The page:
id identifier are similar to class identifier in that you create them by setting the "id’ attribute of a given element. Notice my first code snippet, i had an elment with and id attribute set to “luna”. Unlike with classes, there can only be one element with a given id, each id must be unique. id identifiers are refernced in CSS rules by supplying the id indentifier name with a leading hashtag “#”.

#luna {
    state: lazy;
}

#3

Sorry the previous answer was so long. But in short if you would like to do this:

then you would have to dot his:

<body class="body">

#4

Note on the above post: while you can write HTML like that (the <body class="body">), don’t actually do that. It’s not good practice for 3 reasons:

  1. You should try to avoid putting styles on the BODY element, unless you know what you’re doing (there are special uses for styling the BODY element), because the BODY element isn’t directly visible. In general, put styles on visible elements, not invisible elements.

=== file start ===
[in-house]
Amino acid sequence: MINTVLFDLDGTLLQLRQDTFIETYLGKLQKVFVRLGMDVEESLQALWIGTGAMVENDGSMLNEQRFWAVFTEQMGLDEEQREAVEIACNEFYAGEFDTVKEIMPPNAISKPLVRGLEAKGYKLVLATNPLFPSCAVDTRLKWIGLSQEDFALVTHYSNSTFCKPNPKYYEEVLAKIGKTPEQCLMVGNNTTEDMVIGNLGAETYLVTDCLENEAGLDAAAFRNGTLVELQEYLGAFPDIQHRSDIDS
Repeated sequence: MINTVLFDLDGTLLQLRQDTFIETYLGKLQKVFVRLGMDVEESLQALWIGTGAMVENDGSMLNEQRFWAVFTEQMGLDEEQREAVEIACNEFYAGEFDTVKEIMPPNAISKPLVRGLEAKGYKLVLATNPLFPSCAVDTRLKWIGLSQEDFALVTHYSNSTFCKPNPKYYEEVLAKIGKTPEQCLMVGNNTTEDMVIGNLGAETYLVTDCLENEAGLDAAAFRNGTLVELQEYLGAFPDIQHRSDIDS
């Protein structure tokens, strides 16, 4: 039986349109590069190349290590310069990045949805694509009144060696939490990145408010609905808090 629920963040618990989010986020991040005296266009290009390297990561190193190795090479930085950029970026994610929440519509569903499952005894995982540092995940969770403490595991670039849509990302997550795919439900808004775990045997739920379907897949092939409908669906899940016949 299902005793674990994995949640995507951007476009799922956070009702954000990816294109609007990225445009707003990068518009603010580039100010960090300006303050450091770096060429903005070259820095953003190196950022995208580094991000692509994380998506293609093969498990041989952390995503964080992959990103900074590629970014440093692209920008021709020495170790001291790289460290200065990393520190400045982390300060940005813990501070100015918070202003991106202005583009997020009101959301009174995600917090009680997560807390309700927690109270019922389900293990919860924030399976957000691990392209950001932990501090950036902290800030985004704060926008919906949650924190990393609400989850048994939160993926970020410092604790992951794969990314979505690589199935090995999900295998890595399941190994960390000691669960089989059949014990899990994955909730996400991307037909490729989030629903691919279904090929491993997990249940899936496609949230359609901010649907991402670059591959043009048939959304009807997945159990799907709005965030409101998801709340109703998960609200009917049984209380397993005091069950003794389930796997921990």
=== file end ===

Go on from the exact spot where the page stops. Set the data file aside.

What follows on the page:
2. Using a class name of “body” on the body element makes no sense. Usually you should use class names that add some sort of semantic meaning to the element that you’re putting them on. This is a better example of how to use class names in general:
    <p class="blue">Some blue text.</p>

  3. The body element is a special-purpose case where if you do want to style it via CSS, you should apply it directly to the body element, and not to a class on the body element. For example:

/* CSS reset */
body {
    margin: 0;
    padding: 0;
    border: 0;
    font-size: 100%;
    font: inherit;
    vertical-align: baseline;
}

/* Or base page styles */
body {
    background-color: #222;
    color: #FFF;
    font-family: Arial, Helvetica, sans-serif;
}

/* There really aren't very many other reasons to be styling the body element... */

For more info on HTML elements, classes, and IDs, this link may be helpful: https://www.w3schools.com/css/css_syntax.asp